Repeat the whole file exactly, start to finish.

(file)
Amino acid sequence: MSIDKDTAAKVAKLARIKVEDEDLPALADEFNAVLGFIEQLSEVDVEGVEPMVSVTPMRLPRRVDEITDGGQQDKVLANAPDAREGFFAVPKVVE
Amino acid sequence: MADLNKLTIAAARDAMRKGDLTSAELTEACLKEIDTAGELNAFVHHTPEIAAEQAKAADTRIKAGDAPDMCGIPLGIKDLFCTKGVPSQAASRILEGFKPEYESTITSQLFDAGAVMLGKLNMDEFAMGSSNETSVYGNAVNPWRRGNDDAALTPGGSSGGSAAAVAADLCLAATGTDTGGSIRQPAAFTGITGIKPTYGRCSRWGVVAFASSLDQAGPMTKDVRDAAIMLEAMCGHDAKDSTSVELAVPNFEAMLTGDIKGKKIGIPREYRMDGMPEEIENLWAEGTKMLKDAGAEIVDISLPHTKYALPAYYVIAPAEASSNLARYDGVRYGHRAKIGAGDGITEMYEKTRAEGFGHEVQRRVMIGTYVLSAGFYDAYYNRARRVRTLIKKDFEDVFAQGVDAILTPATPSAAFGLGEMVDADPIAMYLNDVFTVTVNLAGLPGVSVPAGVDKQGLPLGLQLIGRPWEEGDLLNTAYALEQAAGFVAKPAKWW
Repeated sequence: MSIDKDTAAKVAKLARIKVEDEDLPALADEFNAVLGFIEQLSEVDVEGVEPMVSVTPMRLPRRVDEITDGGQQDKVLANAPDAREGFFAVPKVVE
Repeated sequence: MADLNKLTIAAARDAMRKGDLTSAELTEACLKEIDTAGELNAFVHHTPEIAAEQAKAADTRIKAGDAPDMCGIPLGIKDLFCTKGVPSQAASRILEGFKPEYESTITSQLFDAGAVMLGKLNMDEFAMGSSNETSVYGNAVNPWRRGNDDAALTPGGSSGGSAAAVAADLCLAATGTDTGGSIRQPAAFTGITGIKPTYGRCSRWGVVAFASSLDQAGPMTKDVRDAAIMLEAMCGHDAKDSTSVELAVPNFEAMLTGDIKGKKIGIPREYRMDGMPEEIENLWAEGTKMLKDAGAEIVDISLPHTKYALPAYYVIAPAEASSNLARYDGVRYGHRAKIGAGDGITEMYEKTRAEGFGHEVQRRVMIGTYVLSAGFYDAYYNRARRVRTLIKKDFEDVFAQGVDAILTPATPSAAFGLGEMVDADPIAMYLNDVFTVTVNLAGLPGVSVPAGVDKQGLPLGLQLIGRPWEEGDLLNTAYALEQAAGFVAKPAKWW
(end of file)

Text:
Amino acid sequence: MSIDKDTAAKVAKLARIKVEDEDLPALADEFNAVLGFIEQLSEVDVEGVEPMVSVTPMRLPRRVDEITDGGQQDKVLANAPDAREGFFAVPKVVE
Amino acid sequence: MADLNKLTIAAARDAMRKGDLTSAELTEACLKEIDTAGELNAFVHHTPEIAAEQAKAADTRIKAGDAPDMCGIPLGIKDLFCTKGVPSQAASRILEGFKPEYESTITSQLFDAGAVMLGKLNMDEFAMGSSNETSVYGNAVNPWRRGNDDAALTPGGSSGGSAAAVAADLCLAATGTDTGGSIRQPAAFTGITGIKPTYGRCSRWGVVAFASSLDQAGPMTKDVRDAAIMLEAMCGHDAKDSTSVELAVPNFEAMLTGDIKGKKIGIPREYRMDGMPEEIENLWAEGTKMLKDAGAEIVDISLPHTKYALPAYYVIAPAEASSNLARYDGVRYGHRAKIGAGDGITEMYEKTRAEGFGHEVQRRVMIGTYVLSAGFYDAYYNRARRVRTLIKKDFEDVFAQGVDAILTPATPSAAFGLGEMVDADPIAMYLNDVFTVTVNLAGLPGVSVPAGVDKQGLPLGLQLIGRPWEEGDLLNTAYALEQAAGFVAKPAKWW
Repeated sequence: MSIDKDTAAKVAKLARIKVEDEDLPALADEFNAVLGFIEQLSEVDVEGVEPMVSVTPMRLPRRVDEITDGGQQDKVLANAPDAREGFFAVPKVVE
Repeated sequence: MADLNKLTIAAARDAMRKGDLTSAELTEACLKEIDTAGELNAFVHHTPEIAAEQAKAADTRIKAGDAPDMCGIPLGIKDLFCTKGVPSQAASRILEGFKPEYESTITSQLFDAGAVMLGKLNMDEFAMGSSNETSVYGNAVNPWRRGNDDAALTPGGSSGGSAAAVAADLCLAATGTDTGGSIRQPAAFTGITGIKPTYGRCSRWGVVAFASSLDQAGPMTKDVRDAAIMLEAMCGHDAKDSTSVELAVPNFEAMLTGDIKGKKIGIPREYRMDGMPEEIENLWAEGTKMLKDAGAEIVDISLPHTKYALPAYYVIAPAEASSNLARYDGVRYGHRAKIGAGDGITEMYEKTRAEGFGHEVQRRVMIGTYVLSAGFYDAYYNRARRVRTLIKKDFEDVFAQGVDAILTPATPSAAFGLGEMVDADPIAMYLNDVFTVTVNLAGLPGVSVPAGVDKQGLPLGLQLIGRPWEEGDLLNTAYALEQAAGFVAKPAKWW